Scotland’s whisky producers have certainly noticed the rapid rise in popularity of American Bourbon, both in the United States and the rest of the world. Their response has been to create new Scotch whisky offerings and line extensions with American-style labels that feature cask-strength, small-batch and limited-edition designations. Most blended Scotch might still be priced under $23 and include such smooth-tasting brands as Cutty Sark and Clan MacGregor, but the future lies in the current creative experiments at prices above $30.
Compass Box Whisky Co.’s best-selling label, Peat Monster, is bottled at 46-percent alcohol-by-volume (abv) and retails for $65 a 750-ml. bottle. This summer, the company began offering its Peat Monster Limited Edition Cask Strength at 57.3-percent abv, packaged only in 1.75-liter bottles and retailing for $150. Connoisseurs have been abuzz about the launch since day one.
Earlier in the year, Pernod Ricard USA launched Chivas Regal Extra, aged in Sherry casks and yielding what vice president of Scotch whisky Wayne Hartunian calls “a rich and full flavor.” Retailing for close to $40 a 750-ml. bottle, the new label neatly fills a gap between Chivas Regal 12-year-old ($30) and 18-year-old ($70). The price jumps significantly for the next expression in the portfolio—Chivas Regal 25-year-old at $300. Chivas Regal Extra is now in a half-dozen U.S. cities. “Extra is likely to expand to more markets soon,” Hartunian says. “We have the stocks.”
There’s a bit of irony in these high-alcohol, high-priced offerings. Blended Scotch—originally developed for the U.S. market after World War I—deliberately exhibited a light, easy-drinking style that wasn’t far removed from the familiar Canadian and Irish imports. Richer and darker Scotch whiskies didn’t appear on these shores until the 1960s, and even then, aged single malts took a long while to find a following.
Today the old blending recipes are being turned upside down as a younger generation seeks bolder flavors. Smooth and bite-free is now viewed as lacking authenticity. “Those Scotch types were popular back in the ’60s and ’70s precisely because of their lightness of flavor,” says Compass Box founder and whisky maker John Glaser. “Now people are demanding more taste. Scotch makers need to produce a much wider range of styles to satisfy the greater diversity of consumers.”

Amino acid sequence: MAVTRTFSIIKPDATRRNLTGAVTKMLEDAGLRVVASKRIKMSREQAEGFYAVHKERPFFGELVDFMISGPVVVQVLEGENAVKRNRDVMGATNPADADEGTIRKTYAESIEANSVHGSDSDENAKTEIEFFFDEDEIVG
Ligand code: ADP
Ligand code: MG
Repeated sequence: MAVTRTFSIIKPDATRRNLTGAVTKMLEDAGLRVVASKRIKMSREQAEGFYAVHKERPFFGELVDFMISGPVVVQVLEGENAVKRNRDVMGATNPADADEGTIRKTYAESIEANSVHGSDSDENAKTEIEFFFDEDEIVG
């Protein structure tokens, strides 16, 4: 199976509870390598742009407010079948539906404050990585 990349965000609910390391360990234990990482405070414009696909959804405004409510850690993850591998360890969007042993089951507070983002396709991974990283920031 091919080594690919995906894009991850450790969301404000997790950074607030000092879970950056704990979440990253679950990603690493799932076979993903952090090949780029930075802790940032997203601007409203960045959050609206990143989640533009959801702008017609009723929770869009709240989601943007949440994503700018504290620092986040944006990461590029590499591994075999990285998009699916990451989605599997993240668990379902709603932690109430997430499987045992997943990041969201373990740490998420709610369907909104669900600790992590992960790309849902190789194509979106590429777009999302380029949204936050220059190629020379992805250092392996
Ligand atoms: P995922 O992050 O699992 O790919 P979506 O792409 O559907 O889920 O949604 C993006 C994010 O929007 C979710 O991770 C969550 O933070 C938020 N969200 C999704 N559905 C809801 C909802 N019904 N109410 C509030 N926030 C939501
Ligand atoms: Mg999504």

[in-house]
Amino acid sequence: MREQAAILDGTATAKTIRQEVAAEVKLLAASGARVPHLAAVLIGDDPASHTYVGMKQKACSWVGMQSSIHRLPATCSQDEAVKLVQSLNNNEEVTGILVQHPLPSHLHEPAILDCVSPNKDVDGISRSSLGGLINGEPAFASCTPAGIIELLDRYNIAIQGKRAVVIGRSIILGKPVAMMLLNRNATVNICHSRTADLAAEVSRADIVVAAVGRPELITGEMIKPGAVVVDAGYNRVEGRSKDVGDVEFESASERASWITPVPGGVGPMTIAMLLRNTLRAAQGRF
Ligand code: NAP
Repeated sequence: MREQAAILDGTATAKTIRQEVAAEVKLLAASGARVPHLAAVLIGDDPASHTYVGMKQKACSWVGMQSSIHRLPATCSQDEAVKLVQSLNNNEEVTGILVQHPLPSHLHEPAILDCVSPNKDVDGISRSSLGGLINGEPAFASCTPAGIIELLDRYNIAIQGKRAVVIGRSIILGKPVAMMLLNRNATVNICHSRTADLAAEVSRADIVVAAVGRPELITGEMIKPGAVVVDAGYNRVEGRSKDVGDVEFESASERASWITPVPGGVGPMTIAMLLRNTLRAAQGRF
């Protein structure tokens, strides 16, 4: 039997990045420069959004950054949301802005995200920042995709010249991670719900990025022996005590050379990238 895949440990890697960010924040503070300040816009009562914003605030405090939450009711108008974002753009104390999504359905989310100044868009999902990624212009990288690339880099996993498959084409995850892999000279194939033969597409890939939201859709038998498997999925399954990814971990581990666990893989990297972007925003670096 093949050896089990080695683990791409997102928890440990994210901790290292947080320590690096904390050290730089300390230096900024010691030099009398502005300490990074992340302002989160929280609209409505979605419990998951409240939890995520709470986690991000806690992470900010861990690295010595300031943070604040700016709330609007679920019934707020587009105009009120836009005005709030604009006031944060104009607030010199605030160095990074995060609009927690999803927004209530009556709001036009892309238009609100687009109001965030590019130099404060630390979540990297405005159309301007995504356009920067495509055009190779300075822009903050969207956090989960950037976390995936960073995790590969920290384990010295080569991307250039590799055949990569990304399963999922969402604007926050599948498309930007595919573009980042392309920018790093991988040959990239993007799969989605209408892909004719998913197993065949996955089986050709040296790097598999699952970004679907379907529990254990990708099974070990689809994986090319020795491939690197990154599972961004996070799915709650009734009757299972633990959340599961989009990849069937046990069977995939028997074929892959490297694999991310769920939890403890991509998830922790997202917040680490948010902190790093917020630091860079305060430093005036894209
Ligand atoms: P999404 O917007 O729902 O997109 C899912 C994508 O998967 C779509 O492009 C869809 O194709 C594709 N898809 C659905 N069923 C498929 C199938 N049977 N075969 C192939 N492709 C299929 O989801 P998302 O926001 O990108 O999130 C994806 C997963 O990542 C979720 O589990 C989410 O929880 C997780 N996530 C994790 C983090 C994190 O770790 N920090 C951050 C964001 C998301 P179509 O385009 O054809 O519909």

Compass Box follows that reasoning. The company’s 40-percent abv Asyla expression ($54 a 750-ml. bottle) is blended to be light and soft, while its Compass Box Spice Tree ($69) has a bit more bite. There’s also Compass Box Orangerie ($50), a whisky that’s infused with Navalino oranges, with notes of Indonesian cassia bark and Sri Lankan cloves. Meanwhile, the brand’s Oak Cross offering ($59) blends only malt whiskies and is aged in new French oak.
None of the more experimental variants is making its way onto the Scotch best-seller list, however. The blended Scotch segment continues a slide that’s gone on for decades, with U.S. volumes down 2.9 percent to 6.29 million nine-liter cases in 2014, according to Impact Databank. The Bacardi USA brand Dewar’s fell 12 percent to 1.14 million cases last year, holding its place as the market’s No.-2 blend behind Diageo North America’s Johnnie Walker, which grew 1 percent to 1.76 million cases in 2014. At No. 3 is William Grant & Sons’ Clan MacGregor with a 2.2-percent rise to 455,000 cases, and at No. 4 is Buchanan’s—another Diageo label—with a 14.5-percent jump to 395,000 cases. Chivas Regal rounds out the top five with an 8.7-percent decline to 357,000 cases.
While Buchanan’s significant growth can be attributed to its popularity with the Hispanic community, labelmate Johnnie Walker saw lackluster sales. However, it’s worth noting that Johnnie Walker’s volume outperformed leading single malt brand The Glenlivet by more than 400 percent. Indeed, Johnnie Walker alone exceeds the entire single malt category by a comfortable margin.
Brian Cox, marketing director of Scotch whisky at Diageo North America, cites continued experimentation within the Johnnie Walker portfolio. The latest in the brand’s Select Casks series is Johnnie Walker Rye Cask Finish, a 10-year-old blend priced at $45 a 750-ml. bottle. The 46-percent abv whisky is a classic example of Scotch producers imitating their American brethren. Due to its finish, the variant has the vanilla notes and sweet and spicy profile of an American rye whiskey.
To boost Select Casks and the rest of the Johnnie Walker line, Diageo is investing in support for its “Keep Walking” slogan. The brand introduced the new “Joy Will Take You Further” campaign in September, and the push—the largest in Johnnie Walker history—is expected to reach 270 million consumers in 50 countries in its first few weeks. “It will be a multimedia initiative, led by print, with a strong digital component and a focus on experiential events,” Cox explains.